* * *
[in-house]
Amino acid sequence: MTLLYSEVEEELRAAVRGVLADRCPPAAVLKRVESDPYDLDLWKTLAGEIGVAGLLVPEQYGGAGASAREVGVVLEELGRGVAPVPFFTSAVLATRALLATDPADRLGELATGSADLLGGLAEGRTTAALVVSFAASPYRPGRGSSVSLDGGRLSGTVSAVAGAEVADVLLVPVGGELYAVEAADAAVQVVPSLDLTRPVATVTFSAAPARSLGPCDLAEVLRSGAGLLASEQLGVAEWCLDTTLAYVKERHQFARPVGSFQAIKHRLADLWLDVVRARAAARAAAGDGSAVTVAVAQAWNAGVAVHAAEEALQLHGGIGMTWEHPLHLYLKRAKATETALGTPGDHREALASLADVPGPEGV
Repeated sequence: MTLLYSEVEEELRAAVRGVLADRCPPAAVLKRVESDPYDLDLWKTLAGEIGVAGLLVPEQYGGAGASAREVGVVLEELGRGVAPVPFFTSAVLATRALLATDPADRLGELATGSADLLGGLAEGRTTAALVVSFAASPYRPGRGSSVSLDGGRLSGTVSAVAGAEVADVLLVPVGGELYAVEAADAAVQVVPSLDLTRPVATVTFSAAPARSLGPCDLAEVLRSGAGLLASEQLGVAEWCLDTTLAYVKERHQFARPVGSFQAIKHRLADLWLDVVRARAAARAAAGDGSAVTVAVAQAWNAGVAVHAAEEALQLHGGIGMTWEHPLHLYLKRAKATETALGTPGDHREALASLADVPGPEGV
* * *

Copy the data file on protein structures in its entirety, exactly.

[in-house]
Amino acid sequence: MTLLYSEVEEELRAAVRGVLADRCPPAAVLKRVESDPYDLDLWKTLAGEIGVAGLLVPEQYGGAGASAREVGVVLEELGRGVAPVPFFTSAVLATRALLATDPADRLGELATGSADLLGGLAEGRTTAALVVSFAASPYRPGRGSSVSLDGGRLSGTVSAVAGAEVADVLLVPVGGELYAVEAADAAVQVVPSLDLTRPVATVTFSAAPARSLGPCDLAEVLRSGAGLLASEQLGVAEWCLDTTLAYVKERHQFARPVGSFQAIKHRLADLWLDVVRARAAARAAAGDGSAVTVAVAQAWNAGVAVHAAEEALQLHGGIGMTWEHPLHLYLKRAKATETALGTPGDHREALASLADVPGPEGV
Repeated sequence: MTLLYSEVEEELRAAVRGVLADRCPPAAVLKRVESDPYDLDLWKTLAGEIGVAGLLVPEQYGGAGASAREVGVVLEELGRGVAPVPFFTSAVLATRALLATDPADRLGELATGSADLLGGLAEGRTTAALVVSFAASPYRPGRGSSVSLDGGRLSGTVSAVAGAEVADVLLVPVGGELYAVEAADAAVQVVPSLDLTRPVATVTFSAAPARSLGPCDLAEVLRSGAGLLASEQLGVAEWCLDTTLAYVKERHQFARPVGSFQAIKHRLADLWLDVVRARAAARAAAGDGSAVTVAVAQAWNAGVAVHAAEEALQLHGGIGMTWEHPLHLYLKRAKATETALGTPGDHREALASLADVPGPEGV